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RPC CPAs + Consultants, LLP (RPC) has merged with the nationally recognized accounting firm of Carr, Riggs & Ingram, LLC (CRI) and our offices will now operate under the name of Carr, Riggs & Ingram.
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Timing Your Charitable Giving
by Jack Kirkland, CPA
Most people probably don’t give to charities just for tax purposes, but being a CPA it’s in my blood to at least consider it. After all, less taxes equals more giving, right? Following is a tax planning thought if your itemized deductions are right on the bubble of being able to get the tax break.
Johnny and Janie are a married couple under age 65. Accordingly, their standard deduction as a married couple for 2016 is $12,600. Their house is paid off and they don’t have any medical deductions. For 2016, the property taxes on their home are $ 3,500, and they make annual charitable donations in December of each year of $ 7,500 for a total of $ 11,000.00 in itemized deductions. Since this amount is less than the $ 12,600 standard deduction, they get no real tax break from their donations.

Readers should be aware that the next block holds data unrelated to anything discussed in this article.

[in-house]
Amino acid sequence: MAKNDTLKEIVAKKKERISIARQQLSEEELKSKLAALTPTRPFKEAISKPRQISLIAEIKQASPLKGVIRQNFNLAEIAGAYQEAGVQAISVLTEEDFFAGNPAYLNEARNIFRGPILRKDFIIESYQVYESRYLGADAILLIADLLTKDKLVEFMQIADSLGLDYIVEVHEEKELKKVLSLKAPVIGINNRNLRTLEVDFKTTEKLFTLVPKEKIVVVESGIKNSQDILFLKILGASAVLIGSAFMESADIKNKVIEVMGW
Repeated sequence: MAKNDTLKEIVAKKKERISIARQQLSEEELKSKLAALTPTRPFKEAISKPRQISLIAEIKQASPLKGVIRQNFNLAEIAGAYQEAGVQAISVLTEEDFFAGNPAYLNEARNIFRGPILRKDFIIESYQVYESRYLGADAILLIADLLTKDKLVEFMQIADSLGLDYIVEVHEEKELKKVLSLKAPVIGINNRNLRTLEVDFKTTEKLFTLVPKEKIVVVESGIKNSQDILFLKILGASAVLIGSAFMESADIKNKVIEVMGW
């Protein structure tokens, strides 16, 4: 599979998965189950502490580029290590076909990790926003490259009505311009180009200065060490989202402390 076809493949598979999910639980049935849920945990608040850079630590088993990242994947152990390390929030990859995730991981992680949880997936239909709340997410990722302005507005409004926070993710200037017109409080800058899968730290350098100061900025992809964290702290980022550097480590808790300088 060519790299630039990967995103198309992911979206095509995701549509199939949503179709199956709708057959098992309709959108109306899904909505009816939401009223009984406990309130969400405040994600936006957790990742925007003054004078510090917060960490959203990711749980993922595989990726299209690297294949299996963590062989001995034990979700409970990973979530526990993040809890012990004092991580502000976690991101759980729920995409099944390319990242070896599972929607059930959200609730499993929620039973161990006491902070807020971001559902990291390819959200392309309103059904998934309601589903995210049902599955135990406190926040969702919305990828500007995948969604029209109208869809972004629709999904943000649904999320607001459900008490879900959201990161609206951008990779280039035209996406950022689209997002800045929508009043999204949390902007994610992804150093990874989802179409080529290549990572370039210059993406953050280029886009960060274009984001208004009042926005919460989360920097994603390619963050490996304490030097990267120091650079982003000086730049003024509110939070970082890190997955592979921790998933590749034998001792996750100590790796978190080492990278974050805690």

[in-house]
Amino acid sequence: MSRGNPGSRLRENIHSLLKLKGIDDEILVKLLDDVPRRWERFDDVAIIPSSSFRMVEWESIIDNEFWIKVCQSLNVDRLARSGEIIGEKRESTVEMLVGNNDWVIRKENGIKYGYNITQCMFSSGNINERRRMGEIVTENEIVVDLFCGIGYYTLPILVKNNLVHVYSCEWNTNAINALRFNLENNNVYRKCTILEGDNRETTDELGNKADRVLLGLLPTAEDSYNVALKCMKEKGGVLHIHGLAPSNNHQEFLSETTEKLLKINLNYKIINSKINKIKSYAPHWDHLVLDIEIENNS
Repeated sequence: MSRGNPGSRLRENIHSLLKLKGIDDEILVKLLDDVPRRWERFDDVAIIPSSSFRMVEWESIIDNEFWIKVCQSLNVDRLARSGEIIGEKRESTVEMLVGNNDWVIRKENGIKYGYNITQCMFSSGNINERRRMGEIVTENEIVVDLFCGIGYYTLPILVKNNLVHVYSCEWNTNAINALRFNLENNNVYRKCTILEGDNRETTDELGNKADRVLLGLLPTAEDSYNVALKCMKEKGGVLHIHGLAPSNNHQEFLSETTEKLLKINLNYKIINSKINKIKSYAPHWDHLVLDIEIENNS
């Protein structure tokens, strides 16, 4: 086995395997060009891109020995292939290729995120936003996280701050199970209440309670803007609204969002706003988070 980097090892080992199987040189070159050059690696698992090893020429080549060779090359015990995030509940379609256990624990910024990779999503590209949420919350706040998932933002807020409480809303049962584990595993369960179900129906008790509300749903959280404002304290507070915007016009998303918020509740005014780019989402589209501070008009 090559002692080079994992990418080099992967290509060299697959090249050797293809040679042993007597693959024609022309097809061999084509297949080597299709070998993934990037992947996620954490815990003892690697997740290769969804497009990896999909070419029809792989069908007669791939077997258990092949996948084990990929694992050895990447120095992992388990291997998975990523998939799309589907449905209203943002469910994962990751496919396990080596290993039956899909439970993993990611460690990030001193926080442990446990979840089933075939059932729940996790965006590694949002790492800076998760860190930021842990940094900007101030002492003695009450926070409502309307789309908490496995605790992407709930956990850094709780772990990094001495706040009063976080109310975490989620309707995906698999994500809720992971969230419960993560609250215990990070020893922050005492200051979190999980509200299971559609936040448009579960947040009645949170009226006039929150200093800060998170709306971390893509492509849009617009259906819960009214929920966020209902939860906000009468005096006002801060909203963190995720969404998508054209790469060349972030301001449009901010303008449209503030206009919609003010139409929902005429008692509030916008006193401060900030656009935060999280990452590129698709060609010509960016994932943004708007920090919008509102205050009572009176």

But, what if they were to time their donations to double up every other year? So, they postpone paying their 2016 property taxes until January, 2017 and they make their annual December donation in January, 2017. Then in December of 2017, they pay the 2017 property taxes and make their annual donation. Now they have doubled their 2017 itemized deductions to $22,000. If they’re in the 25% tax bracket, they just saved about $2,350.
A couple of other facts about contributions. Contributions are deductible in the year they are made. Thus, donations charged to a credit card before the end of 2016 count for 2016. This is true even if the credit card bill isn't paid until 2017. Also, checks count for 2016 as long as they are mailed in 2016.
If you’d like to further discuss this article or have other questions regarding charitable giving, please feel free to contact any of our tax professionals at RPC.